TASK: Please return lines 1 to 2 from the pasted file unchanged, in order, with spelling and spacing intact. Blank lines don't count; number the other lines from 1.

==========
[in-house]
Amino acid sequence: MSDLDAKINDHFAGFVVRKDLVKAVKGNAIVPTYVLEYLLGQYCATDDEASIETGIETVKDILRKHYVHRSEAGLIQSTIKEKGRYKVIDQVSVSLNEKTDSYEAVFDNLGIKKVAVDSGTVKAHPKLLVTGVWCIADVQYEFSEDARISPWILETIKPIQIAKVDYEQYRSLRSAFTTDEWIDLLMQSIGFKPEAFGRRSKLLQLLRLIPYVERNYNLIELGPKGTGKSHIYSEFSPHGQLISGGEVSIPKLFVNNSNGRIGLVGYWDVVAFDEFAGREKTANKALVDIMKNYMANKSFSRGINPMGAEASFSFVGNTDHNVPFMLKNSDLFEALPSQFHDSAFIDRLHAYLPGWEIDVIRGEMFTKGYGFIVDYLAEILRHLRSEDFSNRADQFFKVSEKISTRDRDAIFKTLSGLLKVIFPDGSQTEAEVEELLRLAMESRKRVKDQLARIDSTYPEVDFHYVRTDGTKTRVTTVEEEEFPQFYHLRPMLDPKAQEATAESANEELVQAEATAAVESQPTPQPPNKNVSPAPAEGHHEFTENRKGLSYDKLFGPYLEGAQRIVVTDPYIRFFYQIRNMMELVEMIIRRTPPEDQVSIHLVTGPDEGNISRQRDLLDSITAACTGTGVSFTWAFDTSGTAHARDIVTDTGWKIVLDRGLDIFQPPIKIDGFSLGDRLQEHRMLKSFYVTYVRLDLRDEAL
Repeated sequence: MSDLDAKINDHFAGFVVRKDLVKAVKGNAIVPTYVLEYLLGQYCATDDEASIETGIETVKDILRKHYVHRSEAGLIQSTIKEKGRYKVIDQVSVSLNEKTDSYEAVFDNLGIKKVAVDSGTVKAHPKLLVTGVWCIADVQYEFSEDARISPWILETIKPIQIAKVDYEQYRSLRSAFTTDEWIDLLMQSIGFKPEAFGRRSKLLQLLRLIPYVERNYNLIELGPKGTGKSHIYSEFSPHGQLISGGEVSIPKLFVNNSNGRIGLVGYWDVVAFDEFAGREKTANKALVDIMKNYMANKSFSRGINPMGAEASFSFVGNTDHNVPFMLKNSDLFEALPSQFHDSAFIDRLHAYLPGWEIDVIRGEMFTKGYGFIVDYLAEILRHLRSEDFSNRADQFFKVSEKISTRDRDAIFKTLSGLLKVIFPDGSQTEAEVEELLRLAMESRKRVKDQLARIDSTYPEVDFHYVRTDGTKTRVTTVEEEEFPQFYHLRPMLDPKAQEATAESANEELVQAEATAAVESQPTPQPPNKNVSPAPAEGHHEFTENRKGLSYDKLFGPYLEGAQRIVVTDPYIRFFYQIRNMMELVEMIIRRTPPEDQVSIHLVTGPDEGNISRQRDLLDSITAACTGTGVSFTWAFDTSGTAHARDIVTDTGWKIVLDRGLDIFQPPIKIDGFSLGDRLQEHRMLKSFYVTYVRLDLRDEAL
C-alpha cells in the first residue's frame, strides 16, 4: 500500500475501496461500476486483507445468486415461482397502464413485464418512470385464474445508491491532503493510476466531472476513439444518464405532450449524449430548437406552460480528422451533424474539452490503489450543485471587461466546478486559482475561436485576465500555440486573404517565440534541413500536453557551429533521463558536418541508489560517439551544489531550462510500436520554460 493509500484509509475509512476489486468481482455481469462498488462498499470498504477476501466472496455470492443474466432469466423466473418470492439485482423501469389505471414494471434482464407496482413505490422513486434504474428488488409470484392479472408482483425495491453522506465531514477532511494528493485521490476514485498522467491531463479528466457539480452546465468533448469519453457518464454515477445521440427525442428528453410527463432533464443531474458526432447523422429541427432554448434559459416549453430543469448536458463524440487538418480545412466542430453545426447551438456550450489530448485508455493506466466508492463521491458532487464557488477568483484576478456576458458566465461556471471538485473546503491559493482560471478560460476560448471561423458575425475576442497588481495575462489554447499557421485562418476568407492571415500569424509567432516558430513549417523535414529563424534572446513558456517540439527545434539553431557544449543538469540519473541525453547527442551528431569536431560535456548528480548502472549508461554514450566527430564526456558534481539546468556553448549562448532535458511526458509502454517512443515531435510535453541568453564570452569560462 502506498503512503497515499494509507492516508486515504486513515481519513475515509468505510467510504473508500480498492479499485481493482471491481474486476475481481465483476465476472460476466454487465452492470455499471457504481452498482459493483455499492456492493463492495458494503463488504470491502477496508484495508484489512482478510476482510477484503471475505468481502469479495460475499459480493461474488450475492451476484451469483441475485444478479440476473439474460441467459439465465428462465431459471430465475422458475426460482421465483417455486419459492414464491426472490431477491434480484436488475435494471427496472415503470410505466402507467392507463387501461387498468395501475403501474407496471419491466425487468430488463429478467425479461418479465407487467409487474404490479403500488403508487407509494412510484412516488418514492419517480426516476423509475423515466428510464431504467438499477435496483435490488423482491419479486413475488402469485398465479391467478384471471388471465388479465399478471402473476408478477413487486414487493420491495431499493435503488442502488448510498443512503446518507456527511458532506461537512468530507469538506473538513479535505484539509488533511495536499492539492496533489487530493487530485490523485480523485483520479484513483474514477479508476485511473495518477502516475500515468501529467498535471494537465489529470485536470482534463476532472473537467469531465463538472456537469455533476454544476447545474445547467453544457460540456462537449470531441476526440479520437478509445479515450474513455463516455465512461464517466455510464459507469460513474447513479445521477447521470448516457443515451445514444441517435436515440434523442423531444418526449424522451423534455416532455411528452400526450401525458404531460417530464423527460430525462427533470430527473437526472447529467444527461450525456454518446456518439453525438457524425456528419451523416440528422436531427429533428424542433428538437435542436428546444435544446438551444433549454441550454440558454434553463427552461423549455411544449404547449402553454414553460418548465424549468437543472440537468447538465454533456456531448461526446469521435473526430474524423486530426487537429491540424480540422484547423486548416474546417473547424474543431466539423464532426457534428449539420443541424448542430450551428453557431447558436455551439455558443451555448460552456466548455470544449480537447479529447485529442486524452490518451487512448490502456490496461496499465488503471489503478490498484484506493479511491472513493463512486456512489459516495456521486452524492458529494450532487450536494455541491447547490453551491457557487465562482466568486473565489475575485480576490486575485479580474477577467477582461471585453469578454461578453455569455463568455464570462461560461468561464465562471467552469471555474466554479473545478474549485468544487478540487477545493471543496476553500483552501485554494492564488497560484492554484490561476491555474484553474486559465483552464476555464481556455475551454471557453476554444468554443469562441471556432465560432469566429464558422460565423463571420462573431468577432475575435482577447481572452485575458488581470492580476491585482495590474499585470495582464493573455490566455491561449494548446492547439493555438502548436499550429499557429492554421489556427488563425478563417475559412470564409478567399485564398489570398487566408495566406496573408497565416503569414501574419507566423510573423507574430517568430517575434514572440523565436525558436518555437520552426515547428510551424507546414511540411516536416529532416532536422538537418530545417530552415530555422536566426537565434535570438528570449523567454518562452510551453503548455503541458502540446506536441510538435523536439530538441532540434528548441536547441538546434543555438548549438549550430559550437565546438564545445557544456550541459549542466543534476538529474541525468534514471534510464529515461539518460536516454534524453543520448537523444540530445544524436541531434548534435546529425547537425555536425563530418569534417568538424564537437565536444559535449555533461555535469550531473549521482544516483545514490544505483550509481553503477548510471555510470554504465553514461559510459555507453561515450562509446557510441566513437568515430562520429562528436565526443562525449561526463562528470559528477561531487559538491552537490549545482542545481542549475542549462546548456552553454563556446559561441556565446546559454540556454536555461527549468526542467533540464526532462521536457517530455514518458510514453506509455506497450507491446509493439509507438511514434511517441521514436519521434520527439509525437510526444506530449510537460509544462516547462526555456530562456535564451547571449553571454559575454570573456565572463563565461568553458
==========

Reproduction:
[in-house]
Amino acid sequence: MSDLDAKINDHFAGFVVRKDLVKAVKGNAIVPTYVLEYLLGQYCATDDEASIETGIETVKDILRKHYVHRSEAGLIQSTIKEKGRYKVIDQVSVSLNEKTDSYEAVFDNLGIKKVAVDSGTVKAHPKLLVTGVWCIADVQYEFSEDARISPWILETIKPIQIAKVDYEQYRSLRSAFTTDEWIDLLMQSIGFKPEAFGRRSKLLQLLRLIPYVERNYNLIELGPKGTGKSHIYSEFSPHGQLISGGEVSIPKLFVNNSNGRIGLVGYWDVVAFDEFAGREKTANKALVDIMKNYMANKSFSRGINPMGAEASFSFVGNTDHNVPFMLKNSDLFEALPSQFHDSAFIDRLHAYLPGWEIDVIRGEMFTKGYGFIVDYLAEILRHLRSEDFSNRADQFFKVSEKISTRDRDAIFKTLSGLLKVIFPDGSQTEAEVEELLRLAMESRKRVKDQLARIDSTYPEVDFHYVRTDGTKTRVTTVEEEEFPQFYHLRPMLDPKAQEATAESANEELVQAEATAAVESQPTPQPPNKNVSPAPAEGHHEFTENRKGLSYDKLFGPYLEGAQRIVVTDPYIRFFYQIRNMMELVEMIIRRTPPEDQVSIHLVTGPDEGNISRQRDLLDSITAACTGTGVSFTWAFDTSGTAHARDIVTDTGWKIVLDRGLDIFQPPIKIDGFSLGDRLQEHRMLKSFYVTYVRLDLRDEAL